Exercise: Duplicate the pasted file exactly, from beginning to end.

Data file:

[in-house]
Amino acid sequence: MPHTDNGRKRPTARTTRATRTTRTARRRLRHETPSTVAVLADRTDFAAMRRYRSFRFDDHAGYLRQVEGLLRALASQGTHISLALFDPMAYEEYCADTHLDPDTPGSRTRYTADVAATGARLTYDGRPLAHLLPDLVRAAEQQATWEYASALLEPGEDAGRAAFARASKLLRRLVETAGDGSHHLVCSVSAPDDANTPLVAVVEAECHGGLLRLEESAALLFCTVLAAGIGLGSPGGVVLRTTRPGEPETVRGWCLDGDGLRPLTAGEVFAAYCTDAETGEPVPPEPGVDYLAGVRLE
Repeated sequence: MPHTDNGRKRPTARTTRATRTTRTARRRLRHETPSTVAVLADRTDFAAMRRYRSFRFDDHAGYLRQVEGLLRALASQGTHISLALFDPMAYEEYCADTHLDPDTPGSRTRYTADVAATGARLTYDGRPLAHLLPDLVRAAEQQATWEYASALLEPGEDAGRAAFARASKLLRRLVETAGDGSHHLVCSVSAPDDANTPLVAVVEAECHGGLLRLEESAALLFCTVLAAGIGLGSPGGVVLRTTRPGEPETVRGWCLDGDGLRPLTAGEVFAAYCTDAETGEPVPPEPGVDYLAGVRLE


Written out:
[in-house]
Amino acid sequence: MPHTDNGRKRPTARTTRATRTTRTARRRLRHETPSTVAVLADRTDFAAMRRYRSFRFDDHAGYLRQVEGLLRALASQGTHISLALFDPMAYEEYCADTHLDPDTPGSRTRYTADVAATGARLTYDGRPLAHLLPDLVRAAEQQATWEYASALLEPGEDAGRAAFARASKLLRRLVETAGDGSHHLVCSVSAPDDANTPLVAVVEAECHGGLLRLEESAALLFCTVLAAGIGLGSPGGVVLRTTRPGEPETVRGWCLDGDGLRPLTAGEVFAAYCTDAETGEPVPPEPGVDYLAGVRLE
Repeated sequence: MPHTDNGRKRPTARTTRATRTTRTARRRLRHETPSTVAVLADRTDFAAMRRYRSFRFDDHAGYLRQVEGLLRALASQGTHISLALFDPMAYEEYCADTHLDPDTPGSRTRYTADVAATGARLTYDGRPLAHLLPDLVRAAEQQATWEYASALLEPGEDAGRAAFARASKLLRRLVETAGDGSHHLVCSVSAPDDANTPLVAVVEAECHGGLLRLEESAALLFCTVLAAGIGLGSPGGVVLRTTRPGEPETVRGWCLDGDGLRPLTAGEVFAAYCTDAETGEPVPPEPGVDYLAGVRLE